Trevor Paglen’s ImageNet Roulette

24 Dec, 2019

Trevor Paglen’s ImageNet Roulette

Alum Trevor Paglen, along with Kate Crawford, created the incredible art piece ImageNet Roulette.

ImageNet uses an open-source Caffe deep-learning framework (produced at UC Berkeley) trained on the images and labels in the “person” categories (which are currently “down for maintenance”) of the ImageNet dataset, which is typically used for data recognition. Proper nouns were removed.

When a user uploads a picture, the application first runs a face detector to locate any faces. If it finds any, it sends them to the Caffe model for classification. The application then returns the original images with a bounding box showing the detected face and the label the classifier has assigned to the image. If no faces are detected, the application sends the entire scene to the Caffe model and returns an image with a label in the upper left corner.

As we have shown, ImageNet contains a number of problematic, offensive, and bizarre categories. Hence, the results ImageNet Roulette returns often draw upon those categories. That is by design: we want to shed light on what happens when technical systems are trained using problematic training data. AI classifications of people are rarely made visible to the people being classified. ImageNet Roulette provides a glimpse into that process—and to show how things can go wrong.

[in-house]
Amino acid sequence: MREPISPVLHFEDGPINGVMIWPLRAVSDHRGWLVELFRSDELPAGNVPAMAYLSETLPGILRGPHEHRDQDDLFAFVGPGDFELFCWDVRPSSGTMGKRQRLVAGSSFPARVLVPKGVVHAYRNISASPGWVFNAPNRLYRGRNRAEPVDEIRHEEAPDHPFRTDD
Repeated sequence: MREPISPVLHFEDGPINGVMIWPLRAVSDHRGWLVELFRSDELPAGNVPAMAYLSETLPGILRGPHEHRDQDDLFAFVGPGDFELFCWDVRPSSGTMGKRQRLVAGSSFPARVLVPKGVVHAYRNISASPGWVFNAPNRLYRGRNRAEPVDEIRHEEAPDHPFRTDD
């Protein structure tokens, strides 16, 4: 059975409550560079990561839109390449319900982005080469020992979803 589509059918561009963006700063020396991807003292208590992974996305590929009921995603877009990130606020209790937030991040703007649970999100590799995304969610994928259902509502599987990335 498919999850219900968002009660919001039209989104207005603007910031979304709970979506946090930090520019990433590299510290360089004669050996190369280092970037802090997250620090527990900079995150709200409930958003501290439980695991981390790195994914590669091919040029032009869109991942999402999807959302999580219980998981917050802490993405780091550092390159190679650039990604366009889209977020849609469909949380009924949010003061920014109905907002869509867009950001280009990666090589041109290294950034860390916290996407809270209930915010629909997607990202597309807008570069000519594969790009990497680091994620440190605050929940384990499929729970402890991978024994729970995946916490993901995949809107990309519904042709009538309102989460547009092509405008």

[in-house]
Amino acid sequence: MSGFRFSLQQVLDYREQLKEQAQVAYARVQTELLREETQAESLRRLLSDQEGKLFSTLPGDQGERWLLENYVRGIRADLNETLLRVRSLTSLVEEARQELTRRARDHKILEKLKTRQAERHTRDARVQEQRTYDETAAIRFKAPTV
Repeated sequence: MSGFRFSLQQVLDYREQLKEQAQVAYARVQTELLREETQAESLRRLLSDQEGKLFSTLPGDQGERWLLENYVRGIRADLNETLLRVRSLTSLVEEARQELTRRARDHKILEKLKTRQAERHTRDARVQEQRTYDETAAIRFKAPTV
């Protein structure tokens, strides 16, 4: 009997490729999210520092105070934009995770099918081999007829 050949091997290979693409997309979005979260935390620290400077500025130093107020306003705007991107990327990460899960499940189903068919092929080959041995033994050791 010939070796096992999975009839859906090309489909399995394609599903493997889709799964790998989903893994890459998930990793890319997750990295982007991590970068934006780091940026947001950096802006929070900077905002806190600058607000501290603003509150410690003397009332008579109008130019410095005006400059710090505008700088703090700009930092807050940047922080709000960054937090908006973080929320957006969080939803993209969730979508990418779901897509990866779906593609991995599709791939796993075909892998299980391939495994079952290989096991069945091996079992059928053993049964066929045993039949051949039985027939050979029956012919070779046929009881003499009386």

ImageNet Roulette does not store the photos people upload.

This piece took the internet by storm, with essays in the New York Times, Wired, BBC, Vice, Vice again(!), The Guardian, Artnet, Hyperallergic, the Art Newspaper, Document Journal, Fast Company, Metro, Frieze, Frieze again (!), The Verge, Lifehacker, Business Insider, Jezebel, Fortune!

From the NYT article:

But for Mr. Paglen, a larger issue looms. The fundamental truth is that A.I. learns from humans — and humans are biased creatures. “The way we classify images is a product of our worldview,” he said. “Any kind of classification system is always going to reflect the values of the person doing the classifying.”